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J Infect Dis. 2005 Oct 15;192(8):1430-40. Epub 2005 Sep 9.

Acid and bile-salt stress of enteropathogenic Escherichia coli enhances adhesion to epithelial cells and alters glycolipid receptor binding specificity.

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Department of Chemistry and Biology, Ryerson University, Toronto, Canada.



Enteropathogenic Escherichia coli (EPEC), a diarrheagenic pathogen, is exposed to stress during ingestion, and yet little is known about the impact of stress on EPEC-host cell adhesion.


EPEC adhesion to human epithelial cells was assessed by plate-count assay before and after bacterial stress. Stress treatments included exposure to low pH (with or without acid adaptation) and exposure to physiological concentrations of 4 intestinal bile salts. Expression of bacterial adhesins after stress was assessed by immunoblot and flow-cytometric analysis. Bacteria-lipid binding was determined by thin-layer chromatography overlay assay.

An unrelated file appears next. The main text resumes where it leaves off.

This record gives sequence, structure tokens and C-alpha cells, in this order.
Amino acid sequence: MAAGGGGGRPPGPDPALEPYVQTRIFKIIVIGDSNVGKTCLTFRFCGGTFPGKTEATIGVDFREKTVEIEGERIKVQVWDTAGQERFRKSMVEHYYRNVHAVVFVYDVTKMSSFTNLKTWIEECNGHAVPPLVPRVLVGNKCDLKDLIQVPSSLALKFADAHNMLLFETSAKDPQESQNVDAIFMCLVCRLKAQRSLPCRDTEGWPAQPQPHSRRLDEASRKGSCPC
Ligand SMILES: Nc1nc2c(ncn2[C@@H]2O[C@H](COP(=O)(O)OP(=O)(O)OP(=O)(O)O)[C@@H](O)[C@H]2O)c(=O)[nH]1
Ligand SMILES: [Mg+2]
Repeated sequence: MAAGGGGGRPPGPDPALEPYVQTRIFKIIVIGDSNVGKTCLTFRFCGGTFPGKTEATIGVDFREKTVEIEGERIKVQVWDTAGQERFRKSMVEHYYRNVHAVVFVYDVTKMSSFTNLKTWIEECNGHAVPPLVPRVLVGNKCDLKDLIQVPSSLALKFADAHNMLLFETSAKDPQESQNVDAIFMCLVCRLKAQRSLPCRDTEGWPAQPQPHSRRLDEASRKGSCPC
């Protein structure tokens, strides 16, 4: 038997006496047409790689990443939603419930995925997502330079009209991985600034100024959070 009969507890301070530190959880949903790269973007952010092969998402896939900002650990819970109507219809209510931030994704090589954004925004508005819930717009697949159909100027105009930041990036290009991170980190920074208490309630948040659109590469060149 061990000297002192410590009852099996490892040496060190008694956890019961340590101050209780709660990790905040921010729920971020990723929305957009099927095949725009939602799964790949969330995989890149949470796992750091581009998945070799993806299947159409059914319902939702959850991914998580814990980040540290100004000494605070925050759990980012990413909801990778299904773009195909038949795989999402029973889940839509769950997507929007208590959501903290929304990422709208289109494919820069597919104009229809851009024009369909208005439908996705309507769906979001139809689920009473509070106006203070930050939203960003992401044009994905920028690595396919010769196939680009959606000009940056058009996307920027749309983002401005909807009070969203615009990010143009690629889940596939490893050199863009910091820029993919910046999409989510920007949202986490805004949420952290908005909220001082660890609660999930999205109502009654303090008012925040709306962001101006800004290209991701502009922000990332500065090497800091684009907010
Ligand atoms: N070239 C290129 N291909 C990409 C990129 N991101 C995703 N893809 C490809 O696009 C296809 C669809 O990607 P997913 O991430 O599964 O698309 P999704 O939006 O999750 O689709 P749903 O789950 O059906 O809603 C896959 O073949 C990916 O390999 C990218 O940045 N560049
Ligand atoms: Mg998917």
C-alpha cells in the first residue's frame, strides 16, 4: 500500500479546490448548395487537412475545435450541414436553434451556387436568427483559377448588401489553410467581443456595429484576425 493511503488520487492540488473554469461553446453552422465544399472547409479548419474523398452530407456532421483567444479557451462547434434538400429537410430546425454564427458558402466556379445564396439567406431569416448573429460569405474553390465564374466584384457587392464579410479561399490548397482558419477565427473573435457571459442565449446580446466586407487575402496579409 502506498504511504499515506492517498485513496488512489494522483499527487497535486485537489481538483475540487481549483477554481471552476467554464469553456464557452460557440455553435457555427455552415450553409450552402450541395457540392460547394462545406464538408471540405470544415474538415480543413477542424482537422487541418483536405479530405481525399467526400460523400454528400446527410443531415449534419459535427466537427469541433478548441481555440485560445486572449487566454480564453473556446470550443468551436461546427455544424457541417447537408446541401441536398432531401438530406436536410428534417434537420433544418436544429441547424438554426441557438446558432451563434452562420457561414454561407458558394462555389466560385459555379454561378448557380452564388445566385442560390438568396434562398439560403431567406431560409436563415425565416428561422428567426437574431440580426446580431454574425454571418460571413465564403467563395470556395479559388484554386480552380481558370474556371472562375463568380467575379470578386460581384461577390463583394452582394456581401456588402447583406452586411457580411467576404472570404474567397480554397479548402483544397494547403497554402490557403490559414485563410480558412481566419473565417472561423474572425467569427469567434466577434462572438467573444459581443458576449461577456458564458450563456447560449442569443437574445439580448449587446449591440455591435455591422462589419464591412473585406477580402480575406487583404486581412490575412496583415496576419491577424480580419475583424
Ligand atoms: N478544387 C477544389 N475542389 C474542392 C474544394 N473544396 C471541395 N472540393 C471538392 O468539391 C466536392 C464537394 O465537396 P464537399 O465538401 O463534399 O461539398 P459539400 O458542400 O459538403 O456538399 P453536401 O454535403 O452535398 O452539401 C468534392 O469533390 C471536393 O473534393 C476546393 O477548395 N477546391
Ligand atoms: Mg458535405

Brief low-pH stress (with or without acid adaptation) and bile-salt stress resulted in significantly increased EPEC-host cell adhesion. Erythromycin pretreatment eliminated the adhesion enhancement, suggesting that protein synthesis was required. Immunoblot and flow-cytometric analysis indicated little change in expression of known adhesins after either stress. However, we found increased surface expression of a heat-shock protein 70 (Hsp70) on acid-shocked EPEC, and pretreatment with anti-Hsp70 eliminated the adhesion enhancement after acid stress. Acid shock also correlated with increased binding to sulfogalactosylceramide, a putative receptor for other pathogens after stress.


Acid/bile-salt stress of EPEC significantly enhances adhesion to host cells, and a novel adhesin-receptor pair may play a role in the adhesion.

[Indexed for MEDLINE]

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